In his book Stories with Intent, Klyne Snodgrass explains that in the parables, "nothing is hidden except that it should be made clear; that is, nothing is placed in parables except in order to reveal. The parables hide in order to reveal."  

Whether it be profound truths concerning the nature of God's character or the function of the Kingdom of God, the hardness of the human heart or the powerful, counterintuitive nature of love, the parables seek to clarify and reveal.   

In an age of confusion, doubt, and a desperate hunger for truly good news, the parables are food for thought.  More than this, these teachings of Jesus are a continuation of the work of the Old Testament prophets, calling the people--calling you and me--to hear and to see.  To recognize our need to turn (again and again) to the Lord God; to reorient our hearts to the Kingdom and its King; and to know what it means to live rightly as God's redemptive, renewing work in the world continues to unfold.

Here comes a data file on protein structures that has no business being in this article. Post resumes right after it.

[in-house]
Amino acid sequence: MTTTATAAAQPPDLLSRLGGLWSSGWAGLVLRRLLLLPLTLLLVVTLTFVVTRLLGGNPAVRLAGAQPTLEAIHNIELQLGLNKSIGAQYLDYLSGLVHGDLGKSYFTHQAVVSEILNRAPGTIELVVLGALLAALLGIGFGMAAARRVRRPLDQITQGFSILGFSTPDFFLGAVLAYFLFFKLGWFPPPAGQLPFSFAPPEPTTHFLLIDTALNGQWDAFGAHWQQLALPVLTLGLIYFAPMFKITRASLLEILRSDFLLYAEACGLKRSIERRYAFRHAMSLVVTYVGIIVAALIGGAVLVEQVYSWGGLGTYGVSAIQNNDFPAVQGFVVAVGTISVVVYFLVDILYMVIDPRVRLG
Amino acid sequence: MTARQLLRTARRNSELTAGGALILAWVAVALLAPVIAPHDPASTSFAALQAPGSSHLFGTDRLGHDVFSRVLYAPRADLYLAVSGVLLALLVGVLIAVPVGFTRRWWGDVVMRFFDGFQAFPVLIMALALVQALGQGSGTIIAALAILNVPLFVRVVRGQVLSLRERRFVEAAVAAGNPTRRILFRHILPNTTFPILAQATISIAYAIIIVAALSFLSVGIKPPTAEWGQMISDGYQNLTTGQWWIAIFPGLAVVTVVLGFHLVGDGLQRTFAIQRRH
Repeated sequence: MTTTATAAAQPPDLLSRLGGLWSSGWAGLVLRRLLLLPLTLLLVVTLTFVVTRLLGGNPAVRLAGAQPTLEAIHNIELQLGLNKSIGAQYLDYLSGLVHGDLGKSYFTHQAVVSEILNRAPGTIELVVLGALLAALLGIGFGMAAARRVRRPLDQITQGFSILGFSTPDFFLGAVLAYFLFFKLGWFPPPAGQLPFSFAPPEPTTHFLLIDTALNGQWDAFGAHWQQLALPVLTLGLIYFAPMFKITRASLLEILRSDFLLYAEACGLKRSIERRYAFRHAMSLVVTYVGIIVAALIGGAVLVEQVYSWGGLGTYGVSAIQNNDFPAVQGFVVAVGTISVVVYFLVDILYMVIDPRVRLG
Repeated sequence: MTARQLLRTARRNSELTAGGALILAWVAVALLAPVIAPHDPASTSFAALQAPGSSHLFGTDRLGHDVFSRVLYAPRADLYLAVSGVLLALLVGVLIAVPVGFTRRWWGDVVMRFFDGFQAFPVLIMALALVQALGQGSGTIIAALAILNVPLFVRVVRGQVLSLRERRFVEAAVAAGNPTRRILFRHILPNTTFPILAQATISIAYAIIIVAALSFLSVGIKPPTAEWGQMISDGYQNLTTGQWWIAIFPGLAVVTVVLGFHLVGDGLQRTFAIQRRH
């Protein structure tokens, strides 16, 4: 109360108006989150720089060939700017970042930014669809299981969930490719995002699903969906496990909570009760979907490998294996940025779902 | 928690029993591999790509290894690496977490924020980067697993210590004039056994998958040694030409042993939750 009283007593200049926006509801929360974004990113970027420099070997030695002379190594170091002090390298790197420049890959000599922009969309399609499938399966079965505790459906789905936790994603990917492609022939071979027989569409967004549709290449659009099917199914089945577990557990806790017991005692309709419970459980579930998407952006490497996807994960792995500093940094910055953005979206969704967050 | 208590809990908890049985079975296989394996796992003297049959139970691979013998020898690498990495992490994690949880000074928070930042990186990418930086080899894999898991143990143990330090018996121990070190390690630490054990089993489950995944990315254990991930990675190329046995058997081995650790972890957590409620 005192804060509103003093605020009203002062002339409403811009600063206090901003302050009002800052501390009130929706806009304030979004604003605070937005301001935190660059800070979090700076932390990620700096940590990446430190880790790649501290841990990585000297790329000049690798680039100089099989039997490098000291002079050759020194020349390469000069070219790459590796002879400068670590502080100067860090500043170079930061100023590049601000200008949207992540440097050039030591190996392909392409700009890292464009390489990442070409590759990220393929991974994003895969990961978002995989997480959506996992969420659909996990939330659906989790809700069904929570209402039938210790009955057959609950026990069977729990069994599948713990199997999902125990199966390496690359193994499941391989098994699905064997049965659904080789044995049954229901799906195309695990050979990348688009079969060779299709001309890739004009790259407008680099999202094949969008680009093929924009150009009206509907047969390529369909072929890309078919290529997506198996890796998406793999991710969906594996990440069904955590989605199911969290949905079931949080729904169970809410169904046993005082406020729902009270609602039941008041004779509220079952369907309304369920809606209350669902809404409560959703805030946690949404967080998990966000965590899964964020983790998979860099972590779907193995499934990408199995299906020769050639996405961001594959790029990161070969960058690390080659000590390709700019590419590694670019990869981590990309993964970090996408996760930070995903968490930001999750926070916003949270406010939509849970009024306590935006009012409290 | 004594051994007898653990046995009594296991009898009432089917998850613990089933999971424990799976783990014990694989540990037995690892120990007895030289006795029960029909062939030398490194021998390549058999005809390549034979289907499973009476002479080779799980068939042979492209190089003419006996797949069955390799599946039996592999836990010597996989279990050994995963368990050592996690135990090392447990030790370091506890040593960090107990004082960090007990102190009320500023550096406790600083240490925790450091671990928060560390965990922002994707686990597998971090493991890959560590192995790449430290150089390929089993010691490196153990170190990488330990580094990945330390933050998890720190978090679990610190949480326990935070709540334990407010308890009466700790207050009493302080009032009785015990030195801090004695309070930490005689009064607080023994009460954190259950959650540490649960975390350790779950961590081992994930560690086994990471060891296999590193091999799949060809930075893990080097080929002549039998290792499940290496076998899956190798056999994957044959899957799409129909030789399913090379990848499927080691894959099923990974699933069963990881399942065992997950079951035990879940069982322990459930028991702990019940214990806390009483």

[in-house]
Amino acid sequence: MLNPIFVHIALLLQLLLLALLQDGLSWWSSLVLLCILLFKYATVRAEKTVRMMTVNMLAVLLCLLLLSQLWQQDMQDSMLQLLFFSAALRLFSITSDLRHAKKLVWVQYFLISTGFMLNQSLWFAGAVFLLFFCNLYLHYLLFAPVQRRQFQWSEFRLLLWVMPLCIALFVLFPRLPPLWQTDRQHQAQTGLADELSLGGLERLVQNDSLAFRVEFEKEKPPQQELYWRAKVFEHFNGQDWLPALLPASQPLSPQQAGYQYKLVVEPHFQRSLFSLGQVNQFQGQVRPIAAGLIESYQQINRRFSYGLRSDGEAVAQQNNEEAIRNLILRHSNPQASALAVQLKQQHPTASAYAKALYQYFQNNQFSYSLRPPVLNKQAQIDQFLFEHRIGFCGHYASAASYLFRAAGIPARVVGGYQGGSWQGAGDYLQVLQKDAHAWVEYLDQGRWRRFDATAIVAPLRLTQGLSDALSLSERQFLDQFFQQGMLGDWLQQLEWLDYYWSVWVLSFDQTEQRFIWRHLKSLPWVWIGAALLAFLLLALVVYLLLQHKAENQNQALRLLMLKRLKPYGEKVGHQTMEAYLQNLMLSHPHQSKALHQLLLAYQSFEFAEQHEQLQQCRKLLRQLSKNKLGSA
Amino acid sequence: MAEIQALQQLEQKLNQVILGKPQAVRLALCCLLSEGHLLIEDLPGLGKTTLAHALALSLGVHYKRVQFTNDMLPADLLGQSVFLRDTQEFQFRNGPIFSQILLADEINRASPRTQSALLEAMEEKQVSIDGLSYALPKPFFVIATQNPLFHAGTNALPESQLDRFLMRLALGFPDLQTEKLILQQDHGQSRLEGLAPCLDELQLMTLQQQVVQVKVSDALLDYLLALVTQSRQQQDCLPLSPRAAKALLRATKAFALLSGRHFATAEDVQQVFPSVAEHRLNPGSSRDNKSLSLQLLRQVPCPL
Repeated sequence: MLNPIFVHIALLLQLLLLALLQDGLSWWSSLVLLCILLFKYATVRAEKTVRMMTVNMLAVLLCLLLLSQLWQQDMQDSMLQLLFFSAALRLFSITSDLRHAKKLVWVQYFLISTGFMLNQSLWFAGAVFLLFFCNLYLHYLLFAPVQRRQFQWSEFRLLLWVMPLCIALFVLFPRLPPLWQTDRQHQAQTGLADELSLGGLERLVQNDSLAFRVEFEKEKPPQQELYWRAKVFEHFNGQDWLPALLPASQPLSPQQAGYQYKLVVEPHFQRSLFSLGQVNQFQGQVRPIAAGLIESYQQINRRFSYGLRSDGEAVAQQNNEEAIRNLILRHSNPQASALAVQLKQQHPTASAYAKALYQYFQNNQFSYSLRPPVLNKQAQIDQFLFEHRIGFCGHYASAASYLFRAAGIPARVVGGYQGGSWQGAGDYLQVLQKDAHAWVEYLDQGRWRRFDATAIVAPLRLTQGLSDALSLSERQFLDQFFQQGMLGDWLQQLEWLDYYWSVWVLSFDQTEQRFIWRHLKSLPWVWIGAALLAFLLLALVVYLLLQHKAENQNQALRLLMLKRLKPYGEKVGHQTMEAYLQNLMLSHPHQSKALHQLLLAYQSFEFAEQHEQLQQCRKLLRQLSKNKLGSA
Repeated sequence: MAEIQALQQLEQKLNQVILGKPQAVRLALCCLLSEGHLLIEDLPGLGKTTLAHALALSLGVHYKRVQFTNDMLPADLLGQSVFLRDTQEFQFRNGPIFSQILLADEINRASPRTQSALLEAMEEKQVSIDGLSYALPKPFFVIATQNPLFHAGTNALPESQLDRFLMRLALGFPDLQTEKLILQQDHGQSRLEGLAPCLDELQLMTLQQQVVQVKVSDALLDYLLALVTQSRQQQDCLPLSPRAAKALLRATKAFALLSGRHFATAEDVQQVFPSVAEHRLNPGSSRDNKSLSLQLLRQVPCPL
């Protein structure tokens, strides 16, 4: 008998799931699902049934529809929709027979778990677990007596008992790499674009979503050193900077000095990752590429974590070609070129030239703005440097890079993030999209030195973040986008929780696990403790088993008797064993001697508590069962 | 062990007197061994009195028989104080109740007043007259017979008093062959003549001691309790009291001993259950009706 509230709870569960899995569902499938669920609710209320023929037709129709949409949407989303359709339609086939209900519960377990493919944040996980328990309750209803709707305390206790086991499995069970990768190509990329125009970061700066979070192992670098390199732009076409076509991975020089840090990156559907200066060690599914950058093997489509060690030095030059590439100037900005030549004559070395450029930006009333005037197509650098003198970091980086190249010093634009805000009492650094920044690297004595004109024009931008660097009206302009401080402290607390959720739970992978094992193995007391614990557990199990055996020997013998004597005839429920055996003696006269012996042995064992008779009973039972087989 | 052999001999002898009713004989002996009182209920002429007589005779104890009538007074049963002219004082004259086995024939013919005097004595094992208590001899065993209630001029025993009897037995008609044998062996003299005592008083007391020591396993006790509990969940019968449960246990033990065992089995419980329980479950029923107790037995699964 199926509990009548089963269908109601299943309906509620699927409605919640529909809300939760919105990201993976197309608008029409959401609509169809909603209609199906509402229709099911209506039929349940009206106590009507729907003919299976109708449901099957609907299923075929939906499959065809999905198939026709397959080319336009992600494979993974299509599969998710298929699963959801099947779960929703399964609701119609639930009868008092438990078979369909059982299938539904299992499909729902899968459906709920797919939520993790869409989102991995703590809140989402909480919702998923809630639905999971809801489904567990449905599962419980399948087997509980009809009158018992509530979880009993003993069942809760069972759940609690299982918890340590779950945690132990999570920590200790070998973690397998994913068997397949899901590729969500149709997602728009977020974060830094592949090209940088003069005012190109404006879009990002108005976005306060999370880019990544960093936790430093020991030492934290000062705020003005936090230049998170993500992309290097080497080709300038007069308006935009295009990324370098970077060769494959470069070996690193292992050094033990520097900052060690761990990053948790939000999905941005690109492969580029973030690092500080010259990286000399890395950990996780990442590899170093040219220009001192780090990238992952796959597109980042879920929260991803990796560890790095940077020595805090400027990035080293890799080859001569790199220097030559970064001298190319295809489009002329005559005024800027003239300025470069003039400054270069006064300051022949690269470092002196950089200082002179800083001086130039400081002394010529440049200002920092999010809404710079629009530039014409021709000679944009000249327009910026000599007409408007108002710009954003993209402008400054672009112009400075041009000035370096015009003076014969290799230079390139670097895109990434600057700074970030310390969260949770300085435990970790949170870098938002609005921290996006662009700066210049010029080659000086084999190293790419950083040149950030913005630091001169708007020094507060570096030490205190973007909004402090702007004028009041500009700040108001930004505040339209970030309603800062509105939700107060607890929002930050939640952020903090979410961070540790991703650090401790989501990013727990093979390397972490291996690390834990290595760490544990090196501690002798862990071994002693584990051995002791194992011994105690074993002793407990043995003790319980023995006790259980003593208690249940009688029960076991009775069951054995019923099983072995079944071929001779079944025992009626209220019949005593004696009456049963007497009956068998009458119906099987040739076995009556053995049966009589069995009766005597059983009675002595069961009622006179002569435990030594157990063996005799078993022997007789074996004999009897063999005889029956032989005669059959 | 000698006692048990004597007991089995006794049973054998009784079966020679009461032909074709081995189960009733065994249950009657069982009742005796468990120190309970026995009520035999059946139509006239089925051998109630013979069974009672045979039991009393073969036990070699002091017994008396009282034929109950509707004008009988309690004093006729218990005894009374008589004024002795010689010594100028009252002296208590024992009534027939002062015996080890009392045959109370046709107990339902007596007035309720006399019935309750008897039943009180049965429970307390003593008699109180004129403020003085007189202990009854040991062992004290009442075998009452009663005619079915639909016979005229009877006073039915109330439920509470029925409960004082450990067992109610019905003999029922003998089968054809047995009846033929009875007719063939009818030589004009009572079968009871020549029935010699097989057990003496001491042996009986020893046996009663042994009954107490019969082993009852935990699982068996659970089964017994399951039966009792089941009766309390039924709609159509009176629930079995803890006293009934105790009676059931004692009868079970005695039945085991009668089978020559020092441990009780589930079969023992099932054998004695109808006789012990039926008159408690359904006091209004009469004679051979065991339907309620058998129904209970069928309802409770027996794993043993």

Though it sometimes takes effort to find the meaning and understand the parables--the answers don't come as easily as a google search--the rewards are great.  Though the answers and truths unveiled in Jesus' teachings are not always easy to swallow, they are for our eternal good, our joy, the flourishing of humanity, and the glory of God.  

This spring, we are taking time to study these parables. I hope that you might consider joining us this (and every) Tuesday at 7PM in the Memorial Union (Room 3517) as we discuss what Jesus' teachings tells us about life, love, and the Kingdom of God.  And I pray that having ears, you may hear, and having eyes, you might see, the truth, beauty, and goodness of the Christ and His word to us.  

If you have any questions, please contact Tyler Helfers at director@isu-areopagus.org or call him at 515.518.6072. 

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